Almost a month after an injured bald eagle was cared for and set free by members of the 4-H raptor rehabilitation program at the Letcher County Extension Office, a coastal bird has found its way into the rehab program.
A Herring Gull was found injured in Pikeville Feb. 22 and Mitch Whitaker, a master falconer and maintenance supervisor at the extension office, decided the bird, which is about the size of a duck, would be a good candidate to live at the rehab center in Whitesburg.
The Herring Gull had an injured wing, which was amputated on Feb. 24 by Dr. Gene Smith of the Appalachian Animal Hospital in Hazard.
“Other than that it is in good shape,” said Whitaker. “It’s a feisty thing. He’s strong.”
Since the bird can no longer fly, Whitaker and his crew have committed to feeding and caring for the Herring Gull for the rest of its life.
“It couldn’t survive on its own,” said Whitaker. “It’s another one of those situations where we decided to keep it. It’s like a little zoo up here.”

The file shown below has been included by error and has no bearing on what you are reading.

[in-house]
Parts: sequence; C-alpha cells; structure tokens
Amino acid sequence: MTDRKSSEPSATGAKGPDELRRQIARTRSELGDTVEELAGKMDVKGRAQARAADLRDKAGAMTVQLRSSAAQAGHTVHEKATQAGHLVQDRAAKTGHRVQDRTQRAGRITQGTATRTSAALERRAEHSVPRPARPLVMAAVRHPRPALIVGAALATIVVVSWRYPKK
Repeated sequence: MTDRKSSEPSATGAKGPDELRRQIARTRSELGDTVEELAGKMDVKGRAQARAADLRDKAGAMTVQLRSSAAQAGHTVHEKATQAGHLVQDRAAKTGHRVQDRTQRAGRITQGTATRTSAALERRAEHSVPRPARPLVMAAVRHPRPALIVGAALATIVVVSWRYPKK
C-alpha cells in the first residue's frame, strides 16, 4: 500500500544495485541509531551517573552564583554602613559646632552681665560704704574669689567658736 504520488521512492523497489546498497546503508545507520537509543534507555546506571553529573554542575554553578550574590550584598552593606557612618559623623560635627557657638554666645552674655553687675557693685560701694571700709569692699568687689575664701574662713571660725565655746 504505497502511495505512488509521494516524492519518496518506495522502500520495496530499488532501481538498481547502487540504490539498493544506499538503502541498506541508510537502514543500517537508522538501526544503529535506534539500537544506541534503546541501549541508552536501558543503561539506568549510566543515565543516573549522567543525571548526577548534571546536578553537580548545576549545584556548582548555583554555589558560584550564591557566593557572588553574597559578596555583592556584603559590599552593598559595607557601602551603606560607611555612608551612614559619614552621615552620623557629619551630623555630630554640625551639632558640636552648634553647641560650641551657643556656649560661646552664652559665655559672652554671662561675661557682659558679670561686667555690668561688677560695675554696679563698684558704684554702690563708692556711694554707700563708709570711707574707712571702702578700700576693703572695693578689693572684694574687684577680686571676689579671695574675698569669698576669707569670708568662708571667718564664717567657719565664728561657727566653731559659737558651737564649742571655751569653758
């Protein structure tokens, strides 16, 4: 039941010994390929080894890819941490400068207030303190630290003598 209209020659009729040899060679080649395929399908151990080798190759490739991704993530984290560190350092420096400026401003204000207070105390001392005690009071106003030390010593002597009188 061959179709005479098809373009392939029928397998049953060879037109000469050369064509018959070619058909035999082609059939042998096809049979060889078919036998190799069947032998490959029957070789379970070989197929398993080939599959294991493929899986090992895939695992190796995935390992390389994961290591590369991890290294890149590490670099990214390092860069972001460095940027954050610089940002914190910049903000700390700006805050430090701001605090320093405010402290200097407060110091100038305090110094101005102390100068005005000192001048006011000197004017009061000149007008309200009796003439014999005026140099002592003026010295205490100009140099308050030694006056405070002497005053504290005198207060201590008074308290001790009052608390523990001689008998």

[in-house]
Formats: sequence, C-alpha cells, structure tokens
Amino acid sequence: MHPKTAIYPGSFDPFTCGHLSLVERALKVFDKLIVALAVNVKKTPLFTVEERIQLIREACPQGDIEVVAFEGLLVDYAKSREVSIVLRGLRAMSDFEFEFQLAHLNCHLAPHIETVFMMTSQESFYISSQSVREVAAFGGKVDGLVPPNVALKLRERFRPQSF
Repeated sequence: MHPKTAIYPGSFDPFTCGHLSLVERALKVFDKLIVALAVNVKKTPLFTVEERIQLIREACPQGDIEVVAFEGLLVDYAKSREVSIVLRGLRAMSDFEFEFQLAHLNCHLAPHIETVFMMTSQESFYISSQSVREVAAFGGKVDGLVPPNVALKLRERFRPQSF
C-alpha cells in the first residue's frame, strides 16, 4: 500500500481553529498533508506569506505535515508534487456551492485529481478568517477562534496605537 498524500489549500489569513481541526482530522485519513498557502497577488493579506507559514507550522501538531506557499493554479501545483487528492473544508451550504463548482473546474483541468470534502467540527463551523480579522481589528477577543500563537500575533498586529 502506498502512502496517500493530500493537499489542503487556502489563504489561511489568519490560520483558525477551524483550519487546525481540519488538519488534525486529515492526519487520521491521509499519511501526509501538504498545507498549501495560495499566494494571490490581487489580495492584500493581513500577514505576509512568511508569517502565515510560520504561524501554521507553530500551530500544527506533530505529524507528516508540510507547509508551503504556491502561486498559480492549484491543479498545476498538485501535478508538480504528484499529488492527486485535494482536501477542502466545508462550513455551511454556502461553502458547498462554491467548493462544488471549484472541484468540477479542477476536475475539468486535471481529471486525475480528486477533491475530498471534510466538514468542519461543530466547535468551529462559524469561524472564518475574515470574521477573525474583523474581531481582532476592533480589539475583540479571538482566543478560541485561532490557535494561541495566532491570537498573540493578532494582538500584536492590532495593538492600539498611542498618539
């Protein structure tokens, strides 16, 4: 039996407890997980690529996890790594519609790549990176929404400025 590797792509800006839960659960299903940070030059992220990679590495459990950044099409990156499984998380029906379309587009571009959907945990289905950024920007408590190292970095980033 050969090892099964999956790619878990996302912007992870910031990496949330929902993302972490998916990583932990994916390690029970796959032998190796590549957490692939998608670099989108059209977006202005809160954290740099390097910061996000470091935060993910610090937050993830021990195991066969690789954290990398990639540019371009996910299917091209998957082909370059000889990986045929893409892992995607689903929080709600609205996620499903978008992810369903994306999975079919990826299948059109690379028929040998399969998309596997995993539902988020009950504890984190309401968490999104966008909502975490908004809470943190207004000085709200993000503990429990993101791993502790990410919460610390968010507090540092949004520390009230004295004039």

Whitaker is going to provide a small pool of water for the coastal bird, which has webbed feet
Whitaker doesn’t have an answer for why the Herring Gull was in eastern Kentucky.
The center also recently obtained a second redtailed hawk, which has a lot of feather damage to a wing. This one is a juvenile male found injured in Paintsville. Whitaker estimates the hawk to be about a year old. His tail feathers are brown.
Whitaker is hopeful the hawk will be able to be released back into the wild this coming fall and has started a training process to rehabilitate the feathers. He hopes to release the hawk from the 50- yard line at the Letcher County Central High School football field so high school students could watch the event.
The other bird being cared for as part of the raptor rehabilitation program is a female red-tailed hawk which was found this past December at Sandlick severely injured. The extension office held a contest to name the hawk and Kristi Skeens, of Whitesburg, named the hawk Journey.